Have you ever picked up a non-fiction book to read the you have never heard of and don’t know the story? Well, this is something that I enjoy doing occasionally. I like the idea of learning something that I know nothing about.

A few years ago, I read a book about the 1998 Sydney to Hobart Yacht Race and, although I didn’t understand much of the terminology at the beginning, I found the story completely fascinating! This race was a story of danger, survival, teamwork, fear, tragedy, celebration, and overcoming all odds. This yacht race is known as one of the most difficult in the world due to the high winds and difficult seas of the Bass Strait and Tasman Sea.

There is another yacht race that is also extremely difficult. This one is known as the “Everest of the Seas.” It is called the Vendee Globe. It is a 28,000 mile race around the world. You sail around the world, alone, without stopping and without assistance. Out of 138 sailors, only 71 have crossed the finish line. Some have described the experience as “harrowing”. This race has seen some pretty horrific incidents not to mention the physical and emotional toll of guiding a yacht non-stop, in total isolation with little sleep for, on average, 80 days!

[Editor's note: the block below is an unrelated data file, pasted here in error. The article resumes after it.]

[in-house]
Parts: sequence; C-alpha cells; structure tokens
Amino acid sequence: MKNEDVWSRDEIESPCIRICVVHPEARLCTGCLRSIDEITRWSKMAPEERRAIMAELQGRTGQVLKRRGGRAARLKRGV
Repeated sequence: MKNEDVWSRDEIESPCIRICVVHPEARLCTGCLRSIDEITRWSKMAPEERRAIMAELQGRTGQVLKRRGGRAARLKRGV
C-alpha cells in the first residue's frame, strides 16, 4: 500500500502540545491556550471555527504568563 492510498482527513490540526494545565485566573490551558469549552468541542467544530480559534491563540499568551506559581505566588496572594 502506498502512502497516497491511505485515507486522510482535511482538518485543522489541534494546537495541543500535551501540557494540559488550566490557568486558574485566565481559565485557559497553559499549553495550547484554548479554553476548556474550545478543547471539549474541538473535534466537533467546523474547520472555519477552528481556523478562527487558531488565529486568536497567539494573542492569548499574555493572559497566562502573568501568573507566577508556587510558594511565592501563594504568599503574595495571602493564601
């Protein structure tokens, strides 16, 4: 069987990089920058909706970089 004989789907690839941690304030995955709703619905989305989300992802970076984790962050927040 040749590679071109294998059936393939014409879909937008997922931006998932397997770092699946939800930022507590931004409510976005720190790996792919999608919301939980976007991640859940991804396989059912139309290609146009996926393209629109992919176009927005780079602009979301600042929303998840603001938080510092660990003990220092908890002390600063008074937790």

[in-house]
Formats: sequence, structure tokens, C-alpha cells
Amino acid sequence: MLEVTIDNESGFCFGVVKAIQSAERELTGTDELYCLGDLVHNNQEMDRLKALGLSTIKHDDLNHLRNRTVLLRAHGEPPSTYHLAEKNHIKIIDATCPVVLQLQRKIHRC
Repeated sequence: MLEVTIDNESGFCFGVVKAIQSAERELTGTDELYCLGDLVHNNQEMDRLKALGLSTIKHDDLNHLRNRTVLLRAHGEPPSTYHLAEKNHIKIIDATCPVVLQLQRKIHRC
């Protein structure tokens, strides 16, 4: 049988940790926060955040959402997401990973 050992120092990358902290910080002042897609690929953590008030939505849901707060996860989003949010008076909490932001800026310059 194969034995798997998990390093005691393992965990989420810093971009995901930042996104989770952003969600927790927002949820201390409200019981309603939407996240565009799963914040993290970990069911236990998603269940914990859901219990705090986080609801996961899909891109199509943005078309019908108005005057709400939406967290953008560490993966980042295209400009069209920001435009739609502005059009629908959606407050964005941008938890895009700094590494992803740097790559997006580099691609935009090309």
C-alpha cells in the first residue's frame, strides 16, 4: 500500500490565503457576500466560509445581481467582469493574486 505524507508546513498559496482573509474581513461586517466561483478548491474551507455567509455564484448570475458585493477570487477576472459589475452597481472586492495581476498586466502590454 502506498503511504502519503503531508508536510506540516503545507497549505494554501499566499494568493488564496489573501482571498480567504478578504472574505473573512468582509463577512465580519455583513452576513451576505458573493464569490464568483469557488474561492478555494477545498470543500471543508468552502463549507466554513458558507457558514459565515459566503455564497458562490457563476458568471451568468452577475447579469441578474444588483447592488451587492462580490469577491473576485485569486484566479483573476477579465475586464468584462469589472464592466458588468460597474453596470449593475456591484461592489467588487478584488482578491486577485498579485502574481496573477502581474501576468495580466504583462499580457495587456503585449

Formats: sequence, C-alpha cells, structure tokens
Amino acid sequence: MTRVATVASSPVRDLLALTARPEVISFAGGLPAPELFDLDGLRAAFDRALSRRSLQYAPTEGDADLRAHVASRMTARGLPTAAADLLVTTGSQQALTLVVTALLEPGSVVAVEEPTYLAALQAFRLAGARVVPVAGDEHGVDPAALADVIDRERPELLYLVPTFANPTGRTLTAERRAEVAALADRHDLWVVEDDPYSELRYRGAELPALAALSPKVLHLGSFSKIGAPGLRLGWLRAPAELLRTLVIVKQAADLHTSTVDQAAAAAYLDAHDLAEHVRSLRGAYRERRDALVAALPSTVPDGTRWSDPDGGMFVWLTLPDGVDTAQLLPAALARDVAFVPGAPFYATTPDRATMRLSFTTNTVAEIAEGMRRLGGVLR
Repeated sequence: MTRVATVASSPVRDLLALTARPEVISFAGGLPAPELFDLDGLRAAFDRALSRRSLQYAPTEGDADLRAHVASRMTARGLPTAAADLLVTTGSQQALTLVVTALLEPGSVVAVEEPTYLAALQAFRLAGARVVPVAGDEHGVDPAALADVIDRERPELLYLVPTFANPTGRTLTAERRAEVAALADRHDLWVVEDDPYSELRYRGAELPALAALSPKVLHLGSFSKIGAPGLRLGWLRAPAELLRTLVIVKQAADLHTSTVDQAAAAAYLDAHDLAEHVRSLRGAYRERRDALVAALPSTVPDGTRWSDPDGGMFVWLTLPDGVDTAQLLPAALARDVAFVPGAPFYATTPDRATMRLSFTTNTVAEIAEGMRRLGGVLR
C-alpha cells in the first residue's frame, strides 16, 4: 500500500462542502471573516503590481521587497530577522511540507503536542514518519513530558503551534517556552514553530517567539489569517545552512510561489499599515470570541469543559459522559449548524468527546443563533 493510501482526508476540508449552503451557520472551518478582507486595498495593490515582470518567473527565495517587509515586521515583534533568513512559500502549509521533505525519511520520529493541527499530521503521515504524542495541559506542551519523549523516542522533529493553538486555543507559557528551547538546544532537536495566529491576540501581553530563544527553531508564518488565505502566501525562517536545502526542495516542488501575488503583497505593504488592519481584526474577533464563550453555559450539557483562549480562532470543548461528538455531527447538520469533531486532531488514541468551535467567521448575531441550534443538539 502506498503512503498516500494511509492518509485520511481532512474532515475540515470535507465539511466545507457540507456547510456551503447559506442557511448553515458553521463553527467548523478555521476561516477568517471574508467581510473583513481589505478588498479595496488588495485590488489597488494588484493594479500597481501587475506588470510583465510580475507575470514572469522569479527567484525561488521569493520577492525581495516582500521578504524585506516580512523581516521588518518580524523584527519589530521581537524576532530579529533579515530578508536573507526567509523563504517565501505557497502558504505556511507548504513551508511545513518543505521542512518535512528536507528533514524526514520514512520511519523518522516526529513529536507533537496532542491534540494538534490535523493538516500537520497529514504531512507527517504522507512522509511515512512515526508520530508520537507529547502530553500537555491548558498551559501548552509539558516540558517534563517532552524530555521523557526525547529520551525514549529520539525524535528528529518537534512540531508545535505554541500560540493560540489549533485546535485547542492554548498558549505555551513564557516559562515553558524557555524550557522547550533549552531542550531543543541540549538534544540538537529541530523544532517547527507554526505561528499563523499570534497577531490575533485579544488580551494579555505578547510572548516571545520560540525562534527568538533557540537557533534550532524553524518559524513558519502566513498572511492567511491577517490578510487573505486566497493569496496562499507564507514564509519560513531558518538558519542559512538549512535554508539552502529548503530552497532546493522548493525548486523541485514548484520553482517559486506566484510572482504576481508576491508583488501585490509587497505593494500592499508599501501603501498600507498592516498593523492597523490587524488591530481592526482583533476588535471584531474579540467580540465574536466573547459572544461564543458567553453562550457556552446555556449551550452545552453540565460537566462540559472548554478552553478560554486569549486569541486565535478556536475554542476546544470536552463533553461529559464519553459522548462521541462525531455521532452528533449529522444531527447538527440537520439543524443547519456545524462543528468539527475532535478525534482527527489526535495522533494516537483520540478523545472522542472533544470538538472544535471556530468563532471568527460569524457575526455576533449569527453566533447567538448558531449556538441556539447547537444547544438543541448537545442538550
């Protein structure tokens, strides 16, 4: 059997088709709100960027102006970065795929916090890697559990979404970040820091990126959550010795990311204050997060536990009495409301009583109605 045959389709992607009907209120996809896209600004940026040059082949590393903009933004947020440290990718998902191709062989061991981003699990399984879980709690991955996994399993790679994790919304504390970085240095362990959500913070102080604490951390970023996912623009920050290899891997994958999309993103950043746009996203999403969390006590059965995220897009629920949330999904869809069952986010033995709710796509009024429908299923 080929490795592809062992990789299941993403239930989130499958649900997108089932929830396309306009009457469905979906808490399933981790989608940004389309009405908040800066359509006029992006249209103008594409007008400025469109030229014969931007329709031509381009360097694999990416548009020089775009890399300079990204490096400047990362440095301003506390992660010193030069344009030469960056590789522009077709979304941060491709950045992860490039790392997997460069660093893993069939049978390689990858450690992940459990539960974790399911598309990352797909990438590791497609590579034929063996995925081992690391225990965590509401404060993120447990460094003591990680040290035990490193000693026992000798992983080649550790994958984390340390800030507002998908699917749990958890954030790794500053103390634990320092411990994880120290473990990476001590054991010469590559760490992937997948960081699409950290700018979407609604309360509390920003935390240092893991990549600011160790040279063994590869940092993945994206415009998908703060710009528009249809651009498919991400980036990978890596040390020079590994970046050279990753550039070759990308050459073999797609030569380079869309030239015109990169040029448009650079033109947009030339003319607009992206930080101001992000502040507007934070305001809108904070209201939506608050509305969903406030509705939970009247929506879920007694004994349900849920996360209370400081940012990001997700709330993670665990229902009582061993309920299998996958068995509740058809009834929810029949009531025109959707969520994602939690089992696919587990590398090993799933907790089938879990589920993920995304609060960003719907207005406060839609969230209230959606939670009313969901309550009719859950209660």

So what is the point?? As leaders we are faced daily with difficult circumstances. Sometimes we know exactly what to do, but at other times we have no idea and must look internally for strength or externally for help. Guiding a yacht in difficult seas can teach us a lot about leadership. Guiding a team in difficult moments or owning your role in tough situations are both things a leader must grasp and accept.